One look at Georgiana Goddard’s resume and it’s clear that continuous education is important to this longtime nurse. With a bachelor’s and two master’s degrees already under her belt, the native of the Republic of Trinidad and Tobago says that education is something that was instilled in her from a young age.
Next stop: New York City
Straight from high school, Georgiana earned her nursing diploma in England, followed by a diploma in midwifery. She returned to Trinidad to work as a midwife and nurse in a variety of clinical settings, but an opportunity of a lifetime presented itself in 1992.
“I was recruited by Mount Sinai Medical Center in New York City, at a time when there was a great deal of recruitment by U.S. hospitals,” says Georgiana. She joined the tertiary care teaching hospital that year, excited about the opportunity to work for one of the nation’s leading research hospitals, which serves one of the most diverse patient populations in the world. Georgiana worked in the operating room for seven years. While at Mount Sinai, she earned the BSN at Pace University, which allowed her to move up to clinical nurse supervisor in 1999.
Joining North Shore University Hospital
After a move to Long Island, the commute to the city wore on Georgiana, so she explored opportunities closer to home at North Shore University Hospital in Manhasset, an 806-bed teaching hospital and level 1 trauma center. She joined the staff in 2001 as a nurse manager, working in the operating room. While there, it became evident how dramatically and quickly healthcare was changing.
“I serve on a leadership team that deals with staffing, budgets and even finding ways to be more efficient,” she says. “I felt I needed to go back to school to understand how to manage my department better, to really grasp the business side of healthcare management. Georgiana earned a dual Executive MBA and Master of Science in Health Administration from St. Joseph’s College in 2006.
A passion for teaching others
Over the years, training and education became an important part of Georgiana’s job. “I absolutely love teaching staff, whether I’m giving a presentation or attending an educational training session,” she says. That excitement turned into a career interest, and in 2015, Georgiana decided to pursue the MSN. She explored online universities with nursing education specializations and was pleased to find American Sentinel recommended by North Shore and the Association of Operating Room Nurses, of which she is an active member. Georgiana enrolled in the MSN, nursing education specialization.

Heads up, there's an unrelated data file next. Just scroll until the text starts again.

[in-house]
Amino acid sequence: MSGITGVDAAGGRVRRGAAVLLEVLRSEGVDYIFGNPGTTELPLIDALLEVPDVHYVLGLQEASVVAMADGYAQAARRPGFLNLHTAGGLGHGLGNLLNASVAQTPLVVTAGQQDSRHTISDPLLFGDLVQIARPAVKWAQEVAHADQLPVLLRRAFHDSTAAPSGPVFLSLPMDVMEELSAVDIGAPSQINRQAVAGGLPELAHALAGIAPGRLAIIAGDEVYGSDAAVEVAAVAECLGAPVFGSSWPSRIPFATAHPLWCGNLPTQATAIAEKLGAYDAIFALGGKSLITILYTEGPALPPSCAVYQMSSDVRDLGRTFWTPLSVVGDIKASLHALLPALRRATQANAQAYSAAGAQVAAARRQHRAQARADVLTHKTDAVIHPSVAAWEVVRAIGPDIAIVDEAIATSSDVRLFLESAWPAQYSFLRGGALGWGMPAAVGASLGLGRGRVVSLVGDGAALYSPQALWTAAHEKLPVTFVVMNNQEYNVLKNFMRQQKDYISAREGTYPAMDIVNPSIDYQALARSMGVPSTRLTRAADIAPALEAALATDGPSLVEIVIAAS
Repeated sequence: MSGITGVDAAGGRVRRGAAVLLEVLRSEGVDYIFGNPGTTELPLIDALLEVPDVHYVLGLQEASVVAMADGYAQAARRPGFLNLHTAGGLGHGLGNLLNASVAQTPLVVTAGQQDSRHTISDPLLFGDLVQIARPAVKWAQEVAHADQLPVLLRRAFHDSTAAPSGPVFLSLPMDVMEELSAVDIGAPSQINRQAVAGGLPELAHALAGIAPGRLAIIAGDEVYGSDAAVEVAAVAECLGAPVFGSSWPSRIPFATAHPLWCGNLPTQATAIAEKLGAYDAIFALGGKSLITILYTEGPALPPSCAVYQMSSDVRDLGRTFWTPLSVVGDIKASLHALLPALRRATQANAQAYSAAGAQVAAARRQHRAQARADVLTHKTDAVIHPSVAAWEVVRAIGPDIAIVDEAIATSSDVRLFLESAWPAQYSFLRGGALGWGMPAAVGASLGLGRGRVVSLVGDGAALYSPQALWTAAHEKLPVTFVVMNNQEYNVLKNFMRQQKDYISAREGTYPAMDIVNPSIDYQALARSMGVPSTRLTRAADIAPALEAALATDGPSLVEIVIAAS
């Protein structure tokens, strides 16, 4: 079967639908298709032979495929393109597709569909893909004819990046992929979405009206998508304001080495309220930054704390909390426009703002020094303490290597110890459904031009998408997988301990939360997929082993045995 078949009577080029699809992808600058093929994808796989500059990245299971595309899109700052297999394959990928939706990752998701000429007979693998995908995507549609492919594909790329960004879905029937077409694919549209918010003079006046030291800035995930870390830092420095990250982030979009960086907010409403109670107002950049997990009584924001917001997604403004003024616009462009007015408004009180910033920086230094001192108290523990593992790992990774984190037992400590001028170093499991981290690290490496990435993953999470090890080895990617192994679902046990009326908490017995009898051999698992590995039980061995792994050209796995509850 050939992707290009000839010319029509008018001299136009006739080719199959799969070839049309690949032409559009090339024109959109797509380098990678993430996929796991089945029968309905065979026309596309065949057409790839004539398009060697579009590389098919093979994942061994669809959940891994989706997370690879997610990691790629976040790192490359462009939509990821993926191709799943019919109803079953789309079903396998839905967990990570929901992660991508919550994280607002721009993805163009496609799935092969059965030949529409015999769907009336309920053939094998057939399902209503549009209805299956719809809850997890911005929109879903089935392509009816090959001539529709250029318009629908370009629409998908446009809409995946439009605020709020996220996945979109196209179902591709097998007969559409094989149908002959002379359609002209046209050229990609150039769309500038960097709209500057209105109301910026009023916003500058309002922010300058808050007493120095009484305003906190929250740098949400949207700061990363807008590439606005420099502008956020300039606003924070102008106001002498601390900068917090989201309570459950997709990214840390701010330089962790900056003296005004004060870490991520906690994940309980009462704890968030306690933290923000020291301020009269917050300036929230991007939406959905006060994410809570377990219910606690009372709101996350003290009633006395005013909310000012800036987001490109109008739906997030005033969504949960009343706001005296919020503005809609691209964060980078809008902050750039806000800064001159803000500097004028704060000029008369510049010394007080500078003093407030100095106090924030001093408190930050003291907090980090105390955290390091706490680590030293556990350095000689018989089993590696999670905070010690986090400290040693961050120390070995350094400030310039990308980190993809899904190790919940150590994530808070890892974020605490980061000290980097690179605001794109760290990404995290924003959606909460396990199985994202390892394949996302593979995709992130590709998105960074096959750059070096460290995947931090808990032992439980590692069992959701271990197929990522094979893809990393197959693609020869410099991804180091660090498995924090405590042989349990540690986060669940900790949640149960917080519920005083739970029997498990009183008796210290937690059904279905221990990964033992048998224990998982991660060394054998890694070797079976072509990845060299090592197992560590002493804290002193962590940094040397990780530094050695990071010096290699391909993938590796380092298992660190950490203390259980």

While Georgiana has accumulated a long list of credentials, she says she isn’t interested in education to boost her resume. “To me, the most important thing is the learning,” she says. “To me, continuing to gain new knowledge is joy.”
A new job, a new spark for learning
Her excitement about her job and educating other nurses even translated into a job opportunity at North Shore, now Northwell Health. Knowing her interest in education, Georgiana’s senior director recommended her for the educator position as the department needed another educator for the evening shift. She interviewed and got the job in May 2015. Georgiana participates in all orientation, education and training for the nursing staff in the operating room at the Manhasset campus. “I love the job and I’m excited about it,” she says. “The goal here at Northwell is patient safety. Educating our staff is the best way to achieve this outcome.”
Late this year, Georgiana will complete her third master’s degree: the MSN, nursing education specialization. “I’m learning so much and having fun,” she says. In her new position at work, unsurprisingly, she encourages younger nurses to pursue their education too. “One thing I love is helping other nurses. One of the best ways I can give back is to encourage them to reach their true potential by pursuing higher education. I believe that’s essential to success.”
Inspired by Georgiana’s story? An MSN program can be your passport to a specialty nursing field, like nursing education, informatics, nursing management and organizational leadership, or infection control. Specialized knowledge forms the foundation of these nursing fields. When you acquire new knowledge, you can apply it to nursing practice in ways that enhance patient care and improve outcomes.